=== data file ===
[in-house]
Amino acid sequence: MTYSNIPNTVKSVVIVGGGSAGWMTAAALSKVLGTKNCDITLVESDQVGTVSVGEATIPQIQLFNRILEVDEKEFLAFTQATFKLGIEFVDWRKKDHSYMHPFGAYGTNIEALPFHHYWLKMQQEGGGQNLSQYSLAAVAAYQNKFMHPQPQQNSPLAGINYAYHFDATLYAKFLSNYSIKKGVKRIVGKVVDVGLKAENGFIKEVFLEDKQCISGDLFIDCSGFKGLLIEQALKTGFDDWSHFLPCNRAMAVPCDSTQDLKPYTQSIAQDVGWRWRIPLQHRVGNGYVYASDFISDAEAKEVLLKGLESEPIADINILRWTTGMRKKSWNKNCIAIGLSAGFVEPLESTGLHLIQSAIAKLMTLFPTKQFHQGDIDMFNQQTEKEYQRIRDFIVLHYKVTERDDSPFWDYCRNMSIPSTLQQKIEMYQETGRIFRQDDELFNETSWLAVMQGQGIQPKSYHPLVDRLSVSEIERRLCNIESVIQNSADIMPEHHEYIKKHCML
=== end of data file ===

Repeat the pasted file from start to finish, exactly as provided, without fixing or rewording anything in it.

[in-house]
Amino acid sequence: MTYSNIPNTVKSVVIVGGGSAGWMTAAALSKVLGTKNCDITLVESDQVGTVSVGEATIPQIQLFNRILEVDEKEFLAFTQATFKLGIEFVDWRKKDHSYMHPFGAYGTNIEALPFHHYWLKMQQEGGGQNLSQYSLAAVAAYQNKFMHPQPQQNSPLAGINYAYHFDATLYAKFLSNYSIKKGVKRIVGKVVDVGLKAENGFIKEVFLEDKQCISGDLFIDCSGFKGLLIEQALKTGFDDWSHFLPCNRAMAVPCDSTQDLKPYTQSIAQDVGWRWRIPLQHRVGNGYVYASDFISDAEAKEVLLKGLESEPIADINILRWTTGMRKKSWNKNCIAIGLSAGFVEPLESTGLHLIQSAIAKLMTLFPTKQFHQGDIDMFNQQTEKEYQRIRDFIVLHYKVTERDDSPFWDYCRNMSIPSTLQQKIEMYQETGRIFRQDDELFNETSWLAVMQGQGIQPKSYHPLVDRLSVSEIERRLCNIESVIQNSADIMPEHHEYIKKHCML